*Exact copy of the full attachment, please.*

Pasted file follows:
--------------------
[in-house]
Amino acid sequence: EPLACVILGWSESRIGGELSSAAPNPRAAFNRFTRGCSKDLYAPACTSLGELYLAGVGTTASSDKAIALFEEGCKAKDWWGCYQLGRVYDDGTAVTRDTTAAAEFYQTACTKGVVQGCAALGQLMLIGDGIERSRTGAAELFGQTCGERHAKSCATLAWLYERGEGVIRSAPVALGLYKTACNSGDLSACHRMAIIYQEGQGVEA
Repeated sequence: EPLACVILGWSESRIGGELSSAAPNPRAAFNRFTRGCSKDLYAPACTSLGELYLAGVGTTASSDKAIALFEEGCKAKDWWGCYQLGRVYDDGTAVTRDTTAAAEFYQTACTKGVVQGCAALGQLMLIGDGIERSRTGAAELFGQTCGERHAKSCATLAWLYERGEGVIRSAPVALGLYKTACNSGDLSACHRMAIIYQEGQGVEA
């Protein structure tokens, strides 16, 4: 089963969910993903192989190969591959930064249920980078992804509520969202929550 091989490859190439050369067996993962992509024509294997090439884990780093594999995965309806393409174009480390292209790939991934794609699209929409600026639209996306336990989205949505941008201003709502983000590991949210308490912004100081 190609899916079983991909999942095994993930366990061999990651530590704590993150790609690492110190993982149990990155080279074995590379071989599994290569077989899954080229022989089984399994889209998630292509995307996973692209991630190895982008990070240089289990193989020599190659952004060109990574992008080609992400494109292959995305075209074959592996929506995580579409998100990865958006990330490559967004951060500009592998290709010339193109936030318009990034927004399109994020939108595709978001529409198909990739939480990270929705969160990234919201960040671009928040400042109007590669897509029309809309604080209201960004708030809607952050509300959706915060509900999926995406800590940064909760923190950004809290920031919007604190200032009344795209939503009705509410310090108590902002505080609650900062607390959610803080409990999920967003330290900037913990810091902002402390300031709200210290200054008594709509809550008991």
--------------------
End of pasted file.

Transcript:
[in-house]
Amino acid sequence: EPLACVILGWSESRIGGELSSAAPNPRAAFNRFTRGCSKDLYAPACTSLGELYLAGVGTTASSDKAIALFEEGCKAKDWWGCYQLGRVYDDGTAVTRDTTAAAEFYQTACTKGVVQGCAALGQLMLIGDGIERSRTGAAELFGQTCGERHAKSCATLAWLYERGEGVIRSAPVALGLYKTACNSGDLSACHRMAIIYQEGQGVEA
Repeated sequence: EPLACVILGWSESRIGGELSSAAPNPRAAFNRFTRGCSKDLYAPACTSLGELYLAGVGTTASSDKAIALFEEGCKAKDWWGCYQLGRVYDDGTAVTRDTTAAAEFYQTACTKGVVQGCAALGQLMLIGDGIERSRTGAAELFGQTCGERHAKSCATLAWLYERGEGVIRSAPVALGLYKTACNSGDLSACHRMAIIYQEGQGVEA
């Protein structure tokens, strides 16, 4: 089963969910993903192989190969591959930064249920980078992804509520969202929550 091989490859190439050369067996993962992509024509294997090439884990780093594999995965309806393409174009480390292209790939991934794609699209929409600026639209996306336990989205949505941008201003709502983000590991949210308490912004100081 190609899916079983991909999942095994993930366990061999990651530590704590993150790609690492110190993982149990990155080279074995590379071989599994290569077989899954080229022989089984399994889209998630292509995307996973692209991630190895982008990070240089289990193989020599190659952004060109990574992008080609992400494109292959995305075209074959592996929506995580579409998100990865958006990330490559967004951060500009592998290709010339193109936030318009990034927004399109994020939108595709978001529409198909990739939480990270929705969160990234919201960040671009928040400042109007590669897509029309809309604080209201960004708030809607952050509300959706915060509900999926995406800590940064909760923190950004809290920031919007604190200032009344795209939503009705509410310090108590902002505080609650900062607390959610803080409990999920967003330290900037913990810091902002402390300031709200210290200054008594709509809550008991």